Part One: who will win the undecided voters?

Every time we pick up a paper from now until the 6th May we’ll be bombarded by images of politicians /smiling/holding babies/waving enthusiastically and generally doing everything in their power to persuade us that they are the right person for the job.

As the use of the internet and social media in particular is providing the parties with new ways to reach the voting public (think Barack Obama’s all conquering campaign team – is he the first social media president?), it’s hard to believe that everyone is talking about a possible hung parliament for the 1st time since 1974.

Maybe that’s because some people in the UK are still getting this hideously wrong.  Either that or someone forgot to send the ‘How To’ memo to Stuart MacLennan.

This interesting little tool was passed round the office last week .  A great attempt by a not for profit organisation aimed at helping you cut through the spin and get straight to the policies.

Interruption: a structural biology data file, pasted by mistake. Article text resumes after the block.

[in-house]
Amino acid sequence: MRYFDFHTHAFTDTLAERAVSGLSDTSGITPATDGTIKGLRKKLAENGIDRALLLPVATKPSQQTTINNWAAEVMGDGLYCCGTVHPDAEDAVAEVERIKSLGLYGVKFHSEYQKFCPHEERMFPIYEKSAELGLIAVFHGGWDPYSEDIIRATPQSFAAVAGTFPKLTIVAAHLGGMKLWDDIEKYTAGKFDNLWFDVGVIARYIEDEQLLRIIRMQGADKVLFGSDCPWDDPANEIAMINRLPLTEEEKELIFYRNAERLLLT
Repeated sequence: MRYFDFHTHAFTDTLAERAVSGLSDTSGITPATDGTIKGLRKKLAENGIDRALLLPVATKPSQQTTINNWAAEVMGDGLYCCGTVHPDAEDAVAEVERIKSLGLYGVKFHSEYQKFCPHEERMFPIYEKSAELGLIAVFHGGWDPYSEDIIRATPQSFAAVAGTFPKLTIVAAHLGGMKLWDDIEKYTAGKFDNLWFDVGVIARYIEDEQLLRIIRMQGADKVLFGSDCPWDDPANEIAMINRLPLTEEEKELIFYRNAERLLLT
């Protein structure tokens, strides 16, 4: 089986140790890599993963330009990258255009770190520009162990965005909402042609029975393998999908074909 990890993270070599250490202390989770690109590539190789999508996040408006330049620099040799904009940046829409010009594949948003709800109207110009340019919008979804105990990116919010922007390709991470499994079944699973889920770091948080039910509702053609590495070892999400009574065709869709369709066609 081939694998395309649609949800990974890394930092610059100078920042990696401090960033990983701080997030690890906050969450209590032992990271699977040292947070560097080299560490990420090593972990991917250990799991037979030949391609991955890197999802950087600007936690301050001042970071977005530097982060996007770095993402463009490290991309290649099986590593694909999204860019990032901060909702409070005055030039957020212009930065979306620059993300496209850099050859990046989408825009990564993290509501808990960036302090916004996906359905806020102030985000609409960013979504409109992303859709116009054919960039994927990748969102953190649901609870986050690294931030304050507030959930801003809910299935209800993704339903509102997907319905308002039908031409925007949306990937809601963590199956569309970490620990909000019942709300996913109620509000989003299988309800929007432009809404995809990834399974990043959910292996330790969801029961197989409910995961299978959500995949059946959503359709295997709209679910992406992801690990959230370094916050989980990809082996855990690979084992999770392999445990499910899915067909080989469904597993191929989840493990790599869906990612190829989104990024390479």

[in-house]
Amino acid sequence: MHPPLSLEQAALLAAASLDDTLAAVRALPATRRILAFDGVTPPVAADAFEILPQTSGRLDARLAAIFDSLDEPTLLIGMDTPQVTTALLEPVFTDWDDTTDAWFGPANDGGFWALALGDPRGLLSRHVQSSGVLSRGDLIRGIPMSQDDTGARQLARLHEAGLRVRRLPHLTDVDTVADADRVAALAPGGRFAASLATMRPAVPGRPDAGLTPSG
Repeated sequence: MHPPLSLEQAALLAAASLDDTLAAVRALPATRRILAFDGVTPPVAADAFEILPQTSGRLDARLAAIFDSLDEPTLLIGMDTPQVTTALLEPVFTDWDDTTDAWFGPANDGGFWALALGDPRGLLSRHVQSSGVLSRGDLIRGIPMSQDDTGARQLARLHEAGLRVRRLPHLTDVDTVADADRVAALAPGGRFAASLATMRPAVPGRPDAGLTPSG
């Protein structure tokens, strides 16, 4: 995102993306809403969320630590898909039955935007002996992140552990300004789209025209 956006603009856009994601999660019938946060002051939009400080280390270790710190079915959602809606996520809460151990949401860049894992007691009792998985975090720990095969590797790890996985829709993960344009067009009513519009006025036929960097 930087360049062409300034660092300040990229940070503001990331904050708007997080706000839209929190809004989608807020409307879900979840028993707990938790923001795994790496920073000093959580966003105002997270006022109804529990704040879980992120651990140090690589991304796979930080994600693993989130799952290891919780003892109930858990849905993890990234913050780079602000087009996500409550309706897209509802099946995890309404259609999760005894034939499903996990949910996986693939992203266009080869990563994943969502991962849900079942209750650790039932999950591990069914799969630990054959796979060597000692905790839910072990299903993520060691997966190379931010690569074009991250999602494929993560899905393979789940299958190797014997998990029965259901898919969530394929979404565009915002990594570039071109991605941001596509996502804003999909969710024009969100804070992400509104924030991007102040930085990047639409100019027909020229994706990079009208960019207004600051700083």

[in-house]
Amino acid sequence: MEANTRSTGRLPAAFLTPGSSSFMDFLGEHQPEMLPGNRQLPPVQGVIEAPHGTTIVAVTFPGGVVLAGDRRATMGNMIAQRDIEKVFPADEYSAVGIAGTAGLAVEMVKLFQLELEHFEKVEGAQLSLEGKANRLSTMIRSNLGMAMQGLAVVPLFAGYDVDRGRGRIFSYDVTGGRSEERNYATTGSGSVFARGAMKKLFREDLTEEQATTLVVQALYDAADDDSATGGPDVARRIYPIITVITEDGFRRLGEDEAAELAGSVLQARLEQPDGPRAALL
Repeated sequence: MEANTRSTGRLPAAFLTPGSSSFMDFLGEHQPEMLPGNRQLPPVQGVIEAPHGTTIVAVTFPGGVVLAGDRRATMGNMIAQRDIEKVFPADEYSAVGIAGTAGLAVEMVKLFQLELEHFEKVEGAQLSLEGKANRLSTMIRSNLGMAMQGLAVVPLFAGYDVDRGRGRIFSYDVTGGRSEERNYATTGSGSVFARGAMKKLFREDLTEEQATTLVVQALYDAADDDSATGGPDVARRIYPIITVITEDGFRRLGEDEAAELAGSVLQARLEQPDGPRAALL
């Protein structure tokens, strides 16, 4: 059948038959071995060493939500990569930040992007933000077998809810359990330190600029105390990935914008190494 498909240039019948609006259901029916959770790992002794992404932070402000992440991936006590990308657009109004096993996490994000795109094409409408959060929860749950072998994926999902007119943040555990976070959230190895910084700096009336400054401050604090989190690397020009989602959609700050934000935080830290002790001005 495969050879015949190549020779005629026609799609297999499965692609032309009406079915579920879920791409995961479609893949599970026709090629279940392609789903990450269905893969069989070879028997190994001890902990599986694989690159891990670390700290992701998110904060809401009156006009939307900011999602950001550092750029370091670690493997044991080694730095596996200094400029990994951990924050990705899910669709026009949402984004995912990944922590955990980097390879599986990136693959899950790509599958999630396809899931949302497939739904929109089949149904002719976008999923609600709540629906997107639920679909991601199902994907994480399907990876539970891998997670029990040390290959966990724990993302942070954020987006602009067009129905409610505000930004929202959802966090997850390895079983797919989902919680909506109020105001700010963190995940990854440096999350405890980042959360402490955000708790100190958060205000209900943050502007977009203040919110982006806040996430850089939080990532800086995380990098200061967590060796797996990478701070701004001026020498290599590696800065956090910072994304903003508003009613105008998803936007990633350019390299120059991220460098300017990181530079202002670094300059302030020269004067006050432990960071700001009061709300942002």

However, it would seem that the first round of campaigning has done little to sway the mood of the voting public as the results from our own research showed.

We asked 1,000 people who they were going to vote for in the coming election. A massive 27.16% of people were still undecided, with 32.77% of that percentage being females compared to only 19.02% of males. There are also considerably more undecided’s in the 16-54 age bracket compared with those in the 55+ age bracket.

glide insight undecided voters graph

As the first unveiling of party manifestos gets underway and the PR and marketing strategies of the parties go in to over drive, it’ll be interesting to see who is the most successful in swaying ‘the undecided’.

We’ll run this poll again after the historical election TV debate to see who, if any, has managed to win over the undecided majority.

Alex

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